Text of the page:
31 minutes | Mar 25, 2022
039 Denmark Rises
The reign of King Valdemar, the sole surviving king of the Danish civil war, is seen as the beginning of a Golden Age in Danish medieval history. Valdemar was aided by his foster-brother and BFF Absalon, who was both the king’s trusted advisor and Archbishop of Lund. Together, this dynamic duo spread Christianity and Danish control along the shores of the Baltic Sea.
39 minutes | Mar 11, 2022
038 Birkebeiner and Bagler
The Norwegian civil war eventually produced two rival parties. Traditionally, the Birkebeiner have been seen as the party of the poor and the downtrodden and the Bagler as the party of the nobility and the Church. But they were just as much—if not more—regional elite groupings fighting for the supremacy of their own region within the kingdom.
32 minutes | Feb 25, 2022
037 The Blind, the Loud and the Hunchback
Soon after Sigurd the Crusader died in 1130, a civil war that was to plague medieval Norway for over a century kicked off. A long line of pretenders with colorful nicknames fought each other for the Norwegian throne.
29 minutes | Feb 11, 2022
036 The Crusader and the Homebody
When Magnus Barefoot was killed in Ireland, his three sons Sigurd, Eystein and Olav took over as co-kings of Norway. According to an already well-established pattern this should have led to a bloody civil war, but to everyone’s surprise the brothers kept the peace. Of course it helped that Olav died young and Sigurd set off on an epic voyage that lasted for years.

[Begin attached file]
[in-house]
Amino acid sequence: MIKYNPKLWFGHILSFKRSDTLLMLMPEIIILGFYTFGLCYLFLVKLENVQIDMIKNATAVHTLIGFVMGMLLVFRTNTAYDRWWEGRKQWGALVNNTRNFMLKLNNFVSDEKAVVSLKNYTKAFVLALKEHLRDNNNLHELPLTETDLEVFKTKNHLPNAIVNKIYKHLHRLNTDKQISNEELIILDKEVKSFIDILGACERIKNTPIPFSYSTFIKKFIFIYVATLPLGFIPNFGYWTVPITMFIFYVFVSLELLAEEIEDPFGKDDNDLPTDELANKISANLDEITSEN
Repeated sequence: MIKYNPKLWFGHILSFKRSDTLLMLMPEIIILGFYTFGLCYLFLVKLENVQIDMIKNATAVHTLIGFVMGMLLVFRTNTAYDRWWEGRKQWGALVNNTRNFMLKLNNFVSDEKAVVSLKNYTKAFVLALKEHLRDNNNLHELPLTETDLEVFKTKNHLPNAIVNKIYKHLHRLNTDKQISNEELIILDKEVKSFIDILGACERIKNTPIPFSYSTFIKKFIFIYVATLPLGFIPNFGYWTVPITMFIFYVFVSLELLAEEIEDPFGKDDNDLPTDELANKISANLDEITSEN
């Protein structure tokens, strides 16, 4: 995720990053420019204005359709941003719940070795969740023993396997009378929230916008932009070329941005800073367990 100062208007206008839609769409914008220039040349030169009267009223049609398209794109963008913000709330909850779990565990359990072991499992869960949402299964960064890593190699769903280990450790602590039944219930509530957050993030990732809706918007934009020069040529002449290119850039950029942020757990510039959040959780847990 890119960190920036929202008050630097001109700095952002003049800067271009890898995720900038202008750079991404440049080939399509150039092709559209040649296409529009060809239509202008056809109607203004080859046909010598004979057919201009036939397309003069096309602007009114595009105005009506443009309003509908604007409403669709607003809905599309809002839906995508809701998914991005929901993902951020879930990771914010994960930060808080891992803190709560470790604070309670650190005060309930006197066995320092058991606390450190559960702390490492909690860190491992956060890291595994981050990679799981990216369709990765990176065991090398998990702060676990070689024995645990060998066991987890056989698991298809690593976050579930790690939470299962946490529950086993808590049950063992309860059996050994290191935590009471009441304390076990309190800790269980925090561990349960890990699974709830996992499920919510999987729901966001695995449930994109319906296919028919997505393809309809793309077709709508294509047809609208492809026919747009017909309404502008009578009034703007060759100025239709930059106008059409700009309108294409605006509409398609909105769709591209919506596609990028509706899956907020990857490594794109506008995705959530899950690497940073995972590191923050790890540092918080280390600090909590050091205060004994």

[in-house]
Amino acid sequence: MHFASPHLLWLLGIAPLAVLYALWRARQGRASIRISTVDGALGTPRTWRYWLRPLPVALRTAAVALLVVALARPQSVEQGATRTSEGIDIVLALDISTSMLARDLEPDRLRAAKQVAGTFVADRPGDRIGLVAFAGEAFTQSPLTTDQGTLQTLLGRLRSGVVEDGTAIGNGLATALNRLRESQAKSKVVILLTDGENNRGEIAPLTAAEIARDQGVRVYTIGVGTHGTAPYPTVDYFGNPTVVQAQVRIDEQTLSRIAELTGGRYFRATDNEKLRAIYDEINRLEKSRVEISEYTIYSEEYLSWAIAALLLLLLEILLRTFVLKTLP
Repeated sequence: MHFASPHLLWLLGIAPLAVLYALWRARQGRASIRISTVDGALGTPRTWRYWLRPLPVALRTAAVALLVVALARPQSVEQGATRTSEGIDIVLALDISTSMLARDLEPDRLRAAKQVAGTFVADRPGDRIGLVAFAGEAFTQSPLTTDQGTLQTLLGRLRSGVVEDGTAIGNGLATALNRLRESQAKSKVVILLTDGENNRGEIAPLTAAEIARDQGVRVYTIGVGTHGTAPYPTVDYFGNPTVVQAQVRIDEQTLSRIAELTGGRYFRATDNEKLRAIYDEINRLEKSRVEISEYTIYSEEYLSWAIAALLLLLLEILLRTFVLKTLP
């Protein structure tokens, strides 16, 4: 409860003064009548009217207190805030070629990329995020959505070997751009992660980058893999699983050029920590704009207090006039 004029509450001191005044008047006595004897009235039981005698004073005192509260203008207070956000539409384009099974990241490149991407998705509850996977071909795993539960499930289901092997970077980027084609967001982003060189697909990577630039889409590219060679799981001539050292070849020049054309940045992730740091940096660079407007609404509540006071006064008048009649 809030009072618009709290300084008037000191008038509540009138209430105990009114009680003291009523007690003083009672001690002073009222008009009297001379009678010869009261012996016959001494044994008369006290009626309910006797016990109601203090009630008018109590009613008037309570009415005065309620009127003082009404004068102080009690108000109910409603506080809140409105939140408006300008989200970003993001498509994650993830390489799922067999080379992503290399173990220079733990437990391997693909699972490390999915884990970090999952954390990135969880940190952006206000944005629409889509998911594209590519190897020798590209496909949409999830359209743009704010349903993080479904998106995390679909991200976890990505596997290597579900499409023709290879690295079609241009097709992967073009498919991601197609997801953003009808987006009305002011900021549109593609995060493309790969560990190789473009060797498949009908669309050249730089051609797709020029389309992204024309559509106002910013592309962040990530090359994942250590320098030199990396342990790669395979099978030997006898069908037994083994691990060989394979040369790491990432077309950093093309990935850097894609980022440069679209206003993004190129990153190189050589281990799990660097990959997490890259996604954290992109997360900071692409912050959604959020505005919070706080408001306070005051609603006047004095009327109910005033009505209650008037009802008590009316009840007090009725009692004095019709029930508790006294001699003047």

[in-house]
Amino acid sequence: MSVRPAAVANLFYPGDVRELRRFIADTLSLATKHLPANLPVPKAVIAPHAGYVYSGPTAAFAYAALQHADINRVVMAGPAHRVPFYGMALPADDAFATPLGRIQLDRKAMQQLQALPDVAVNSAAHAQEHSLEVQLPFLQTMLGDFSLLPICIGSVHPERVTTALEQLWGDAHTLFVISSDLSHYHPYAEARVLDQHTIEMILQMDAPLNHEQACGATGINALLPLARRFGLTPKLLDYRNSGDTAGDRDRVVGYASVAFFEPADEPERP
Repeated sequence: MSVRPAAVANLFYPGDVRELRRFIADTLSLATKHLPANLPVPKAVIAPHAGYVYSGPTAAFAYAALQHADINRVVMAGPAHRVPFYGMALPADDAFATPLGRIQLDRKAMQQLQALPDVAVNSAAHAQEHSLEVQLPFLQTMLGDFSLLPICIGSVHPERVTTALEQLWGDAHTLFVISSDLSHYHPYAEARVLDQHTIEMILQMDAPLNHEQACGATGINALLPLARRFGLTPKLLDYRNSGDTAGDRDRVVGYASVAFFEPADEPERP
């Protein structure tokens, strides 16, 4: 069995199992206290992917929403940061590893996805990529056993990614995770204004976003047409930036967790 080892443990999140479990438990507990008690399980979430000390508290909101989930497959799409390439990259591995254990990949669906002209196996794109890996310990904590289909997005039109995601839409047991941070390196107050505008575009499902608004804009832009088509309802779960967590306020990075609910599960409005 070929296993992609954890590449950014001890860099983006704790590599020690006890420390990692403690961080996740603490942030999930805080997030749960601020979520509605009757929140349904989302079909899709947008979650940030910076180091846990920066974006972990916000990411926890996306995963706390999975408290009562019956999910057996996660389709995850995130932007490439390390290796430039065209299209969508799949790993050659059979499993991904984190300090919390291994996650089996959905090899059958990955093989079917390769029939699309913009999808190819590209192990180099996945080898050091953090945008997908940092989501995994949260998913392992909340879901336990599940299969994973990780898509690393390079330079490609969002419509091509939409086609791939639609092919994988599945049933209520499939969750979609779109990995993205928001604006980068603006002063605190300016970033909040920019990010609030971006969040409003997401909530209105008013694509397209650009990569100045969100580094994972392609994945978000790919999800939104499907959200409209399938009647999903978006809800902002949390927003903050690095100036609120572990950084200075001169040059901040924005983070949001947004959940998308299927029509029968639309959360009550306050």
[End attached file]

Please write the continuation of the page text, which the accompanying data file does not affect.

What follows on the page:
28 minutes | Jan 28, 2022
035 The Pretenders
The early Middle Ages were a time when a lot of people wanted to be king. The 12th century was basically one long cavalcade of pretenders who barely managed to claw their way to the top before someone else knocked them down, ready to take their place. And at least half of them were called Erik.
33 minutes | Jan 14, 2022
034 Royal Saints
During the reign of Sven Estridsson and his five sons, Denmark definitely went from a Viking society to a medieval kingdom. Thanks to the classic medieval mix of secular and ecclesiastical politics, the country also gained not only one, but two, royal saints. To keep things simple, they were both called Knut.
35 minutes | Dec 31, 2021
033 Church and State
Unlike the king, who was a distant figure somewhere far away, the Church reached each and every one living in Scandinavia in the Middle Ages. It quickly became a rich and powerful institution that developed in parallel with the kingdom, often aiding and strengthening the secular political power—but sometimes also challenging it.
33 minutes | Dec 17, 2021
032 Three Kingdoms
Despite Magnus Barefoot’s best efforts, the Viking Age eventually ended and turned into the Middle Ages. At the time, Scandinavia was divided politically into three kingdoms: Denmark, Norway and Sweden. This is an overview of their physical and political landscapes, as well as the financial and military resources at the medieval king’s disposal.
32 minutes | Nov 26, 2021
031 The Last Vikings
Harald Hardrada’s son Olav returned to Norway with his father’s body and proceeded to rule in peace for a quarter of a century, shunning war and glory in favor of law, commerce and religion. But his son, Magnus, resembled his martial grandfather Harald and wanted to reignite the Viking Age. Magnus fought wars in England, Sweden and Ireland. In the end, he resembled grandpa Harald a little too much and got himself killed while on campaign in the British Isles.